peter_pan
2006-02-13, 19:38
Weekender and Fieldcrafter and any other UK types....

JRB has shipped a few under quilts to the UK...freight is reasonable but your import duties can be hefty... the UK has a high duty on all items made with cloth...some kind of protectionist thing left over from the guild days, I presume....

Pan

weekender
2006-02-14, 11:34
Hi Pan
Know what you mean, what saving is gained in exchange rate is then lost in the cost of getting it here, if only hammock camping would gain popularity over here, still, saw the stealth quilt on your site and it looks VERY tempting.

fieldcraftsman
2006-02-14, 18:08
Nice stuff there PP. Tempting indeed. :biggrin: It's true about UK duties though I bought a hat from Miller hats one time, and got slammed with what worked out to around $50 in duties. I think you're right about the guilds. :)

AliBubba
2006-02-14, 21:04
I am also new to the campfire. I have a HH A-Sym UL. I have been thinking about how to winterizing it. My thoughts are to Velcro or attach a part of a space blanket (the green/silver verity), reflector side up to my close-cell pad. This would give me the dead-air needed to reflect back my body heat. I was also thinking of hanging the rest of the space blanket on the ridge line inside the hammock.
I have a +20F sleeping bag and will use this setup in North GA and the AT. What do you think?

Seeker
2006-02-14, 21:48
I am also new to the campfire. I have a HH A-Sym UL. I have been thinking about how to winterizing it. My thoughts are to Velcro or attach a part of a space blanket (the green/silver verity), reflector side up to my close-cell pad. This would give me the dead-air needed to reflect back my body heat. I was also thinking of hanging the rest of the space blanket on the ridge line inside the hammock.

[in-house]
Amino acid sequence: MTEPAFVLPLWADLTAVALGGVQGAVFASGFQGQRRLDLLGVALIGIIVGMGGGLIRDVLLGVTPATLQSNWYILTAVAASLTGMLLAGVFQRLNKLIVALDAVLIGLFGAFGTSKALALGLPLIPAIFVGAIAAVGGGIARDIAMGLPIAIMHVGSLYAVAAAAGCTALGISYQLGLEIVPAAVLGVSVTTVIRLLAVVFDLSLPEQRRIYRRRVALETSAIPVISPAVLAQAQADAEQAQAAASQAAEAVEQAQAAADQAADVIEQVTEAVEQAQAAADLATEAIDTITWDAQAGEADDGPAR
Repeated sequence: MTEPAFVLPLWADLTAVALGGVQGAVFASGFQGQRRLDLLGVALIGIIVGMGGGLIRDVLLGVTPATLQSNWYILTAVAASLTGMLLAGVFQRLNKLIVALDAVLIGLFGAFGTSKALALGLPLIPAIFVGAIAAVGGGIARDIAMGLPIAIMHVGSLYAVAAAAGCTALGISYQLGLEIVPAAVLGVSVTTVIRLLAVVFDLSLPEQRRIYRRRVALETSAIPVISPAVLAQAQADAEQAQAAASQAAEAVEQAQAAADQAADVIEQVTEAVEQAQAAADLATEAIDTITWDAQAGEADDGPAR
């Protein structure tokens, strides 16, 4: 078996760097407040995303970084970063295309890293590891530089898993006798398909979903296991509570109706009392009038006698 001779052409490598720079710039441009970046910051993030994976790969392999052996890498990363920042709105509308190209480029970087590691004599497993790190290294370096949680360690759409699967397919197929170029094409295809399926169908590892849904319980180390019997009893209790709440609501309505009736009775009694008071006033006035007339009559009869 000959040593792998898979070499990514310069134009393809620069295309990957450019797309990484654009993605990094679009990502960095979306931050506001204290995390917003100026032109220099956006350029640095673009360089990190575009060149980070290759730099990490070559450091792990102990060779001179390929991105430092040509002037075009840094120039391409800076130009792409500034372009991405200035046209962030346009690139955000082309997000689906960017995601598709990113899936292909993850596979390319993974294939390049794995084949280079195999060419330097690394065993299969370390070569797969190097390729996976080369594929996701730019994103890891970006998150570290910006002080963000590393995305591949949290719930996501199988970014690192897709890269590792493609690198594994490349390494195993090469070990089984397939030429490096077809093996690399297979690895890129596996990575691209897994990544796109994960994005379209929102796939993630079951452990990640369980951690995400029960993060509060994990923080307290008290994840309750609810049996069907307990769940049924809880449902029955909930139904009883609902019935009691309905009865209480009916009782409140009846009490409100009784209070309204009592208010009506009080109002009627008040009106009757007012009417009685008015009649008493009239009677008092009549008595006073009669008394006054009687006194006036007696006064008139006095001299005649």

I have a +20F sleeping bag and will use this setup in North GA and the AT. What do you think?

disclaimer--i'm a dumb-ass who pan had to call 3x to help me get my underquilt to work right... all headspace and timing on my part... i'm also a very cold sleeper. that said:

a ccf pad, with wings, works for me down to about 55*F. two will get me to 45, and two with a thermarest got me to about 30* once. my JRB underquilt alone gets me to about 45*, and everyone else to about 40*. like i said, i sleep cold... i'm unclear on the purpose of hanging the blanket over the ridgeline... it's already about 5* warmer inside than out anyway, just due to rising body heat, if you keep the sides battened down (according to my not too accurate or scientific themo-meter...) do you mean to use it as a top reflector as well? if it works for the bottom, it may for the top... try it and see, in your back yard.

Seeker
2006-02-14, 21:50
oh... i almost forget...

"and welcome to the fire".

AliBubba
2006-02-14, 22:02
Thx Seeker.
Yep - I will try it out. Nothing like do, learn, change...

weekender
2006-02-15, 10:45
havent got out in mine as much as i would like but the couple of nights i have had i got on well with the ccf pad tried the thermarest had probs staying on it during the night :frown:

Welcome alibubba

AliBubba
2006-02-15, 22:30
I cut the mini-tarp space blanket and velcroed it on my ccf pad this afternoon. I was thinking that using a space blanket on the ridgeline would act as a wind breaker and upper body reflector. Its 45F in Atlanta this PM. I am going to wait for a cooler night to try it. Will post my findings.. if I live thru it.

Seeker
2006-02-16, 12:04
oh, i get it now... i use either my stock HH tarp, which buttons down really close to the top and keeps the wind out, or the 8 x 10 in an a-frame configuration which also blocks the wind really well if you stay broadside to it... (am waiting for walmart to get some silnylon in so i can make and test an 8 x 8 tarp).